Dr. Shannon Freeman is an Associate Professor in the School of Nursing at that University of Northern British Columbia. Dr. Freeman has expertise in the health and social care needs of older adults in rural and northern communities, both among community-dwelling adults and those in long-term care. She holds a PhD in Health Studies and Gerontology from the University of Waterloo and an MSc in Internal Medicine and Rehabilitation from Tohoku University School of Medicine in Japan. Since moving to northern BC in 2014 to pursue research, Dr. Freeman has spearheaded and contributed to a number of cutting-edge projects in the area of aged care, including establishing CTAAN, the Centre for Technology Adoption for Aging in the North in 2019, an AGEWELL national innovation hub and collaborating center dedicated to enhance innovations in technology development and implementation to support older adults in rural and northern communities ( Dr. Freeman was awarded a Michael Smith Foundation for Health Research – AGE-WELL Network of Centers of Excellence (NCE) 2020 Scholar Award. Dr. Freeman’s interest in improving quality of life and care for older adults shows through her engagement in a range of community-partnered research activities, which are having a real-world impact on the rural and northern communities where the research is taking place.

Speaker: Marissa Stalman, BSN

Marissa will present on Person-centred End-of-Life Care for Persons Living with Dementia and their Families/Chosen Families & Anticipatory Grief

Marissa brings a wealth of rich, lived experience to her endeavors. Her professional journey includes roles as a hospice volunteer, care aide, and registered nurse (BSN, University of Victoria). She also serves as a volunteer for a Dementia-Friendly Community Task Group. Marissa walked alongside her late grandmother who was affected by vascular dementia, advocating for her hospice bed in the face of systemic challenges linked to the dementia diagnosis. Her own battle with a chronic pain condition deepens her understanding of, and connection to, the intricacies of the Canadian health care system.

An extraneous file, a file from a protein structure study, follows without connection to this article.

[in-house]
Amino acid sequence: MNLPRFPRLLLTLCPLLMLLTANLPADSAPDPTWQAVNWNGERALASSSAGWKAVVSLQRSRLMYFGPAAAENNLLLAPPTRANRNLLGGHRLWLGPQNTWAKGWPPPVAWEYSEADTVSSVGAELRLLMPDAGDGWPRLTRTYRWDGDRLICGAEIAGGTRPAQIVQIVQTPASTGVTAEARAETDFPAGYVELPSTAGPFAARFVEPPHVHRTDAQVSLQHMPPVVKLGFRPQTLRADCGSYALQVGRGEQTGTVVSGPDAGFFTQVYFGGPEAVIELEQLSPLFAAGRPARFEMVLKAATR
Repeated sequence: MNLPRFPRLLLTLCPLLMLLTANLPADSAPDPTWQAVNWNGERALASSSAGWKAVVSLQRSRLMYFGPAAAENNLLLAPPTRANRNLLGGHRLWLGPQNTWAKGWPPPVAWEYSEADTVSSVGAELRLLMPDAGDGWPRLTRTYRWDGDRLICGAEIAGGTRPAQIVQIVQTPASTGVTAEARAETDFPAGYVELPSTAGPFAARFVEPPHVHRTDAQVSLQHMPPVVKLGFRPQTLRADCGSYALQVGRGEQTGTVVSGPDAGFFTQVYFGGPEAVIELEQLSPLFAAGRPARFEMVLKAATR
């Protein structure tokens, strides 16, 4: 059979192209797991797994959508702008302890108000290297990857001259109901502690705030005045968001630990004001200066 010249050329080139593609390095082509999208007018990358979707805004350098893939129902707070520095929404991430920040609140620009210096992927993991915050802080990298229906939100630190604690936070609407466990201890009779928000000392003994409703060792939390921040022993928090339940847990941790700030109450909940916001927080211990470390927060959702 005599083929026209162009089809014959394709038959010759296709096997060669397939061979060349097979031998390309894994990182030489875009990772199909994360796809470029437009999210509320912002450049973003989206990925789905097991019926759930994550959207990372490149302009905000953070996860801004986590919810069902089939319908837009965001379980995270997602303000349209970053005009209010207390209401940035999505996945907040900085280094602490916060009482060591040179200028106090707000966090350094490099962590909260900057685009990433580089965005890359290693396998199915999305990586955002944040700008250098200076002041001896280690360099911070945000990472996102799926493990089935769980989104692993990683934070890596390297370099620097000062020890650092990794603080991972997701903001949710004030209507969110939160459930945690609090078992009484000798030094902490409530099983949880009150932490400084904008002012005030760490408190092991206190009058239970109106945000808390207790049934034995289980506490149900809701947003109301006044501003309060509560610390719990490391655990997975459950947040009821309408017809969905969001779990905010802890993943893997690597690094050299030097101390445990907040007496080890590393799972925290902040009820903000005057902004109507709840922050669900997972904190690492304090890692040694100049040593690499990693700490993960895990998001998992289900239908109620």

Marissa is nearing completion of her Master’s degree at Simon Fraser University in the Gerontology Department. Her final project delves into the empirical literature on end-of-life care for individuals with dementia and their families or chosen families, employing a person-centred approach for her scoping review.

Her research interests are multifaceted, including hospice palliative care, long-term care, dementia, Indigenous health and stories, healthcare policy, caregiving, and the dynamics of the not-for-profit sector.

Presentation:  Person-centred End-of-Life Care for Persons Living with Dementia and their Families or Chosen Families

A global rise in the prevalence of dementia should challenge us to explore how our health and social care systems are meeting the needs of those affected. Research shows that individuals living with dementia frequently receive inadequate palliative care. Considering the terminal nature and progression of Alzheimer’s disease and other dementias, a palliative approach not only aligns with the diagnoses, but also holds the potential to significantly improve the quality of life for those affected.

Increasingly, hospice and palliative care teams will be called upon to support persons living with dementia. Employing a person-centred lens, Marissa will offer an overview of the evolving care models and discuss how we might adapt to meet the needs of people with dementia. A synopsis of current research in this area will be coupled with practical tools for supporting persons living with dementia and their families or chosen families.

Emphasis will also be placed on inclusivity and equitable access in hospice palliative care as she broadens the discussion to encompass some of the end-of-life care needs of marginalized communities affected by dementia, including the 2SLGBTQI community and Indigenous populations. By advocating for tailored care approaches, Marissa calls for a more inclusive and responsive healthcare system that caters to the diverse needs of all individuals living with dementia at the end of life.

About BC Hospice Palliative Care Association

BC Hospice Palliative Care Association is a not-for-profit, public membership organization, which has been representing individuals and organizations committed to promoting and delivering hospice/palliative care to British Columbians since 1986. We are focused on Advocacy, Education, Membership Support and Public Awareness.